So here we are again. We are just back down after our last adventure on Argentina’s and south america’s biggest sand pile - Aconcagua. It was a great experience on a lonely mountain where we walked some gravel, skied some ice, ripped the tent in the high winds, froze our toes of and at last met some great people.
Aconcagua 6962 m - The highest mountain outside of Asia
The adventure started in Mendoza just after we got back from Mercedario. On the 15th of november in the morning we went to the tourist office and sorted the permits out. Later on in the afternoon we jumped on a bus to the sleepy town of Los Penitentes, close to the Chilean border. There we met up with Fernando Grajales, the owner of Fernando Grajales Expeditions. He talked us trough the procedures on the mountain before we, the next day, took of once again in to the mountains.
We walked the fairly long approach to the Plaza Argentina base camp in two easy days only carrying light day packs. Arriving in BC we where the first people there for the season. Not even the workers or rangers had yet started the season and it was a great feeling putting up the the only tent in the otherwise so busy camp.
On the third day of the journey we kept on gaining altitude and walked up to Camp 1 at 5000 m. It was really windy but we decided anyhow to continue the next day even higher and got within 50 m from high camp at 5900 m before we decided we had enough, left all our climbing and ski equipment, and walked back down.
We used day five as a well earned rest-day eating falafels, Pringles and candy in the tent. I love the expedition rest days more than anything else, especially if we got lots of goodies to eat.
The following day we had a difficult choice; go up or down. Well acclimatized as we where the altitude was not a problem it was more about which strategy to take. Its easy to become eager in the mountains and feel the urge to get it all done with, but waiting is usually the wise choice - as long as it’s not fueled by fear.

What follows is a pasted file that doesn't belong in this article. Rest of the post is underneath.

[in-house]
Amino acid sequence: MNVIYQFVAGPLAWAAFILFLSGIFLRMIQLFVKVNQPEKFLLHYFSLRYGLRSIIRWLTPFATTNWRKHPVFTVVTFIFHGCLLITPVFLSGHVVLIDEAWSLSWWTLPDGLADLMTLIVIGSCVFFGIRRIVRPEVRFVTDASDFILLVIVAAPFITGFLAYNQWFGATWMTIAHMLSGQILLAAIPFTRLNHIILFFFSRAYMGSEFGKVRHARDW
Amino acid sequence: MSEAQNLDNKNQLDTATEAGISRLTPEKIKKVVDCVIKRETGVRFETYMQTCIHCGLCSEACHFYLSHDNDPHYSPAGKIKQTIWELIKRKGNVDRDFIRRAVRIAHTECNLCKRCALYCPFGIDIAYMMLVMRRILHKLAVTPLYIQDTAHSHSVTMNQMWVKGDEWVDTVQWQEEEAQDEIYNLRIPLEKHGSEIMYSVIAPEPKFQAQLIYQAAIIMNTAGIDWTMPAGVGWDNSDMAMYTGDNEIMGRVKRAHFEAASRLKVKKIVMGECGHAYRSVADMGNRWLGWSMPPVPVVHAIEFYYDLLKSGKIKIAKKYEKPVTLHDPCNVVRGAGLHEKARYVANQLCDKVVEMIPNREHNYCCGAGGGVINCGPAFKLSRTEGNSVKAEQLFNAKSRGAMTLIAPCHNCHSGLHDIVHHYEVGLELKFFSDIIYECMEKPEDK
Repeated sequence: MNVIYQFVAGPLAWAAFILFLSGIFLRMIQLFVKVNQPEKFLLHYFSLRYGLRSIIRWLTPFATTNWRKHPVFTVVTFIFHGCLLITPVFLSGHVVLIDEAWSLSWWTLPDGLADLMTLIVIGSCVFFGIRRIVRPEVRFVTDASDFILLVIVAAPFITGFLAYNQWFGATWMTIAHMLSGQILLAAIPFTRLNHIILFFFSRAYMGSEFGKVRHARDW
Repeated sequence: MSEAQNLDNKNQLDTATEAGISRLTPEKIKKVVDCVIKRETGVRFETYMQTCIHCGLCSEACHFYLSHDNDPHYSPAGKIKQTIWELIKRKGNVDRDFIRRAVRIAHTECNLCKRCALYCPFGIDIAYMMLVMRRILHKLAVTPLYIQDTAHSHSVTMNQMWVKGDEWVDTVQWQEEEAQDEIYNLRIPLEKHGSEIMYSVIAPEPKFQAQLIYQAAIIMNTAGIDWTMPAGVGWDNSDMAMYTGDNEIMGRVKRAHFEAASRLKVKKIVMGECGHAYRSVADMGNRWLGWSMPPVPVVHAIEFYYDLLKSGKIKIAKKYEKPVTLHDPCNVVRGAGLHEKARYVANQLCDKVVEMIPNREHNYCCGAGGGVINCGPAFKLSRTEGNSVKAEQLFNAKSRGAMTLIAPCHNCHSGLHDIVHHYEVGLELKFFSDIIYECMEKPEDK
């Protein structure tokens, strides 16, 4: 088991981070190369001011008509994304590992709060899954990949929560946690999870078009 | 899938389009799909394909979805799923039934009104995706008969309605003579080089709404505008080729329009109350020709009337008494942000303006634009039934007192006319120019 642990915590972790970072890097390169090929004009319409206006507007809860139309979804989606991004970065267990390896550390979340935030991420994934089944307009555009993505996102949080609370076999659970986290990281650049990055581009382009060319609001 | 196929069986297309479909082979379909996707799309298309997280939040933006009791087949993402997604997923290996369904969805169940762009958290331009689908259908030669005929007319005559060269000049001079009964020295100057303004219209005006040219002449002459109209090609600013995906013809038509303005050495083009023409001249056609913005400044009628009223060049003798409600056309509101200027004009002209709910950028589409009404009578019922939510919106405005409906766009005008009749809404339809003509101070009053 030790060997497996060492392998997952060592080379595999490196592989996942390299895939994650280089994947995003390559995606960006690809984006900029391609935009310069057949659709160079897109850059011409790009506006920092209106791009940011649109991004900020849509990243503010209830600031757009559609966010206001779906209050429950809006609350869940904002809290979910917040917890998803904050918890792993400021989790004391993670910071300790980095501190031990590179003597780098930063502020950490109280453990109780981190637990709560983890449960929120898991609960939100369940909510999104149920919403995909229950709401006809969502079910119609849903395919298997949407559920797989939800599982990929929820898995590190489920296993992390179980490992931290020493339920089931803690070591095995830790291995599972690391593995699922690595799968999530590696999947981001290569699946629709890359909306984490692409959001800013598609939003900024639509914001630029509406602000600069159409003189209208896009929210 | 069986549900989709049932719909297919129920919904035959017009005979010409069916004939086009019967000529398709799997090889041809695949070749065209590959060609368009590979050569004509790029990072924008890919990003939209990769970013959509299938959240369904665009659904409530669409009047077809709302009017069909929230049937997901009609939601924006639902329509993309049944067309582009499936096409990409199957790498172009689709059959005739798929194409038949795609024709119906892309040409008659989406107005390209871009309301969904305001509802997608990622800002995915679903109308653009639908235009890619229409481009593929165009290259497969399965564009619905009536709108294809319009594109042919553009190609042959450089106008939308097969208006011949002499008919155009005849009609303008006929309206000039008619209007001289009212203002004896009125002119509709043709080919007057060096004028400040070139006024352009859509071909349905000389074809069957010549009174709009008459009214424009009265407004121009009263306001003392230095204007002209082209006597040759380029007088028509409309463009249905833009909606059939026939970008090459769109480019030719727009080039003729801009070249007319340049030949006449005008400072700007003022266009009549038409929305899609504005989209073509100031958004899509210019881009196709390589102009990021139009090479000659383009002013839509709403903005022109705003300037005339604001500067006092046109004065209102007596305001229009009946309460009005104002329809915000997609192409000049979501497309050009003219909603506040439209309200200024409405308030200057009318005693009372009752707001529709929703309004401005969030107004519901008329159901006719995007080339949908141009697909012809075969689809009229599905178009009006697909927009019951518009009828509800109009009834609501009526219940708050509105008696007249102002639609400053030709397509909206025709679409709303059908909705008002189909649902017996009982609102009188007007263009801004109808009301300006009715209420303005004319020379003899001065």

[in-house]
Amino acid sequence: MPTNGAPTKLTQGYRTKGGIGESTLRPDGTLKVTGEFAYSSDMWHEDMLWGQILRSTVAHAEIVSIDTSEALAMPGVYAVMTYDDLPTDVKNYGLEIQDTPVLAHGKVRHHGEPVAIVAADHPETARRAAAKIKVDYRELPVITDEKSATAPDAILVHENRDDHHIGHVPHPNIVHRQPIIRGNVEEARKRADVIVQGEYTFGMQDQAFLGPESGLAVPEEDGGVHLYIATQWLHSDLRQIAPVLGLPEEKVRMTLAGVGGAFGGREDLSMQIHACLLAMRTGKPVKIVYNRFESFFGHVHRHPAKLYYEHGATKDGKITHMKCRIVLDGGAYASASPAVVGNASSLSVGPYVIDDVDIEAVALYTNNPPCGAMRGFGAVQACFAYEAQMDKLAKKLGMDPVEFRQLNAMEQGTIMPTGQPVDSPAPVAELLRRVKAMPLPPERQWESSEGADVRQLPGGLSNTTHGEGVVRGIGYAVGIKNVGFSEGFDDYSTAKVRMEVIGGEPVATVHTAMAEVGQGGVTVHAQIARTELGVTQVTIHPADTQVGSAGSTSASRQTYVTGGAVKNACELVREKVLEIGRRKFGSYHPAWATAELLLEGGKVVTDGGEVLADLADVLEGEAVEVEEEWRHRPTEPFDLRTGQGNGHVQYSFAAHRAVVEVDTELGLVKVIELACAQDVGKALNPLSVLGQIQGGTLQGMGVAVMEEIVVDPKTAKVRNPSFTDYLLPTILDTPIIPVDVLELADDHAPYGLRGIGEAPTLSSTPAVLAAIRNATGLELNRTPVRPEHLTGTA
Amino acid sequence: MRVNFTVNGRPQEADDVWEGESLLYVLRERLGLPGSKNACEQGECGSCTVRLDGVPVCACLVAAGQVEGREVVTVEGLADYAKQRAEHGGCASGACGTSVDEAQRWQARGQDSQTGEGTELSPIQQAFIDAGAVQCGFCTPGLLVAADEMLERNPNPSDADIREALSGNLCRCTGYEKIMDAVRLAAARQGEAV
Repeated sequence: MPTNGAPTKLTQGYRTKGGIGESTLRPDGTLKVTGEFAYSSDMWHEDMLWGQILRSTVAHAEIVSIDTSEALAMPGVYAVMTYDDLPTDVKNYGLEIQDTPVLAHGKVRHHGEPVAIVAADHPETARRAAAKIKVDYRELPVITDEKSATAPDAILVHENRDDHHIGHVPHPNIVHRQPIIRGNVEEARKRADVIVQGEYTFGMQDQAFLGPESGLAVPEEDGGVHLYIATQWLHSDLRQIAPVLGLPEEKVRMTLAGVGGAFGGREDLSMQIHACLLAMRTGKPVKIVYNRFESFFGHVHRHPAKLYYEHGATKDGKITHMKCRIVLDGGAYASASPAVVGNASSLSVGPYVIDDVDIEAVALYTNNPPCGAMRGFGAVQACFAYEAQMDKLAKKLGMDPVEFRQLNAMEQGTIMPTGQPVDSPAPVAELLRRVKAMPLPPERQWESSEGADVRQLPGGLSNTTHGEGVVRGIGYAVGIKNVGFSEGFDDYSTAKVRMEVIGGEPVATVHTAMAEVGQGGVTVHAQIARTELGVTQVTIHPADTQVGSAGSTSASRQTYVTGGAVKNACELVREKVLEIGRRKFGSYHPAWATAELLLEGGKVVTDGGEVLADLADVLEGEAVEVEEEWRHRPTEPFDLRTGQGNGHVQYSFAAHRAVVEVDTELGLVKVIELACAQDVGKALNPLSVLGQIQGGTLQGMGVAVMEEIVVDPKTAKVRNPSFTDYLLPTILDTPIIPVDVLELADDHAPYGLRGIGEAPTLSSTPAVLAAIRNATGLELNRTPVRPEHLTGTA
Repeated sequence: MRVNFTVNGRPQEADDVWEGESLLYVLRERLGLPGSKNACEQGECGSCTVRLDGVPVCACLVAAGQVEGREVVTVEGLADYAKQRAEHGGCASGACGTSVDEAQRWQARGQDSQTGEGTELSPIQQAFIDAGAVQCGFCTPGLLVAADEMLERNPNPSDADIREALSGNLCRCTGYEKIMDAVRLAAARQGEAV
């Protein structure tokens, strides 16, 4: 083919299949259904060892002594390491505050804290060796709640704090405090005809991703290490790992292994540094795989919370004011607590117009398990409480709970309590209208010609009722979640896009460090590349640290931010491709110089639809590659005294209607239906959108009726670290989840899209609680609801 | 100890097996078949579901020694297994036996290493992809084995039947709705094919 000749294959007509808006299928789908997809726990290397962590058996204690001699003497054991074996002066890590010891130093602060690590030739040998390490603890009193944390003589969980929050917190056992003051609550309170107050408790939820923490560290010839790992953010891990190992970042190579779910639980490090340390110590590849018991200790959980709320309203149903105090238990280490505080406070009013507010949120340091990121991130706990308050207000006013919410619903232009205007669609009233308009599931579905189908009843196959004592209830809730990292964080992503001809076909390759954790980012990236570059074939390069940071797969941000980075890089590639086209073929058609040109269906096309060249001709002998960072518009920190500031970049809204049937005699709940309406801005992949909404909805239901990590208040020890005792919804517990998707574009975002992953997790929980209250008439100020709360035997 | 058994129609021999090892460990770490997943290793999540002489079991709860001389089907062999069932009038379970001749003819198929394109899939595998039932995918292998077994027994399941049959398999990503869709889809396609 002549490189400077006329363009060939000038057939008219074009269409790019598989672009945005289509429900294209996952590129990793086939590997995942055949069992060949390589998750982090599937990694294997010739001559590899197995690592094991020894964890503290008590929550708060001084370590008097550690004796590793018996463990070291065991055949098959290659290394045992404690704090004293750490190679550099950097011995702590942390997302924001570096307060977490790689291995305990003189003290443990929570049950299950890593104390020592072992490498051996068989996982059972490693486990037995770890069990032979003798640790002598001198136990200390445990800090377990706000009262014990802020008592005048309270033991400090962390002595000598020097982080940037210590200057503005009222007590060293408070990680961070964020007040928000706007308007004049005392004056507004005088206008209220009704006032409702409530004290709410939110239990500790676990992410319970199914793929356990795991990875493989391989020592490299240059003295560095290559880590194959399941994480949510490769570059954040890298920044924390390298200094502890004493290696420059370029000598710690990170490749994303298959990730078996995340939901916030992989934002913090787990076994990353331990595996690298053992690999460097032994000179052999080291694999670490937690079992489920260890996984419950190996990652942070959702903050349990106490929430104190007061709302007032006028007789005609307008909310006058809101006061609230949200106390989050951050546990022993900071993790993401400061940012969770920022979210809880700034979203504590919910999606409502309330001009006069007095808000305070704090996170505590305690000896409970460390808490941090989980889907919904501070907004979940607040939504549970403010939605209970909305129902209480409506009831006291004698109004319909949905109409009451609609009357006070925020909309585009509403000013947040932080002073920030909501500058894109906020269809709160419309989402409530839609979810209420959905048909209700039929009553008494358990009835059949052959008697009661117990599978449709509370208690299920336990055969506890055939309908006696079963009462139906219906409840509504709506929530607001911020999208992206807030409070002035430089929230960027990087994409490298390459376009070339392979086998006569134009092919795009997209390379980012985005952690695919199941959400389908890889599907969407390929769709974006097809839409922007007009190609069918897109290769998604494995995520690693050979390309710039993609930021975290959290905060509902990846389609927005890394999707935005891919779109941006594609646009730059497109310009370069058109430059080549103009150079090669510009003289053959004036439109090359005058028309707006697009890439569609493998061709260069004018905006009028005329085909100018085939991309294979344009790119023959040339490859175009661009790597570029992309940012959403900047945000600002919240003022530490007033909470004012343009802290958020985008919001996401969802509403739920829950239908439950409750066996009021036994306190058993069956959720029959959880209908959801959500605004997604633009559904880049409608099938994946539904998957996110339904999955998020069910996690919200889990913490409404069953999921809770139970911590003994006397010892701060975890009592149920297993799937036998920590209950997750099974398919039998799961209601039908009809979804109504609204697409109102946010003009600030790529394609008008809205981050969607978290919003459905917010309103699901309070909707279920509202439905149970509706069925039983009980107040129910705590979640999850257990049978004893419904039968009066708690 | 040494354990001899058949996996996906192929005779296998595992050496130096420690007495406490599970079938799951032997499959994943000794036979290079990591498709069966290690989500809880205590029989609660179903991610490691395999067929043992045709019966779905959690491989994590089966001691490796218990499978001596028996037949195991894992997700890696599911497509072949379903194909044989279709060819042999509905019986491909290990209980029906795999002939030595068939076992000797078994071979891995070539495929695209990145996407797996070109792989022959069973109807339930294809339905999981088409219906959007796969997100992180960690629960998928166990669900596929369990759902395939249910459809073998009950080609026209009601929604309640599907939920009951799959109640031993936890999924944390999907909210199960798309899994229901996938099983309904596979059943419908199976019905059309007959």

So down we went. To stock up with loads of more food to be able to wait out what ever weather that could come in high camp. If we would not have gone done we would only have had two more days of food for high camp. Now, after an easy stroll day we had eleven days worth of food up high.
I like Mark Twight’s saying: “Strategy is beyond technique, technique is beyond the tools”. That’s an easy reminder on what comes when, in the decision making and where the importance shall be put. No matter how good you are, its always the strategy that will save the day and keep you out of trouble. And of course, for all the whining skiers out there, it’s not the skis, its your technique that keeps you out of trouble.
In Camp 1 we met some Germans and Austrians that lacked time. They went for the top the same day we descended to get more food. I think around three out of fifteen made it to the top. For us, with all the time in the world, that was unthinkable. With time, competence and strength Aconcagua’s easier routes are not something you can fail to ascend.
After coming back to Camp 1 we continued the next day to high camp below the Polish Glacier. It was the seventh day of the adventure and the most beautiful day so far. It was a joy to walk up the gravel with the heavy packs with good tunes in the sun.
But after the calm there is always some rock n roll coming in. On the eight day we tried for the summit, but we literary got blown down the mountain. We made it to around 6400 m before we just couldn’t get any higher. With my skis on the pack I got thrown back and forth on the trail and in the end I didn’t know if I where to laugh or cry. I could not walk with poles on the trail and we reasoned it would be really dangerous trying to ski something when the only thing we could do with control was to crawl.
The following day was a well earned rest day in the wait for good summit-push weather. It was blowing harder than I ever have experienced that night. The doors of the tent blew open and I had to move as close to the middle of the tent as possible to not get hit by the tent moving in the wind. I just love these situations, they bring a spice to the everyday adventure life.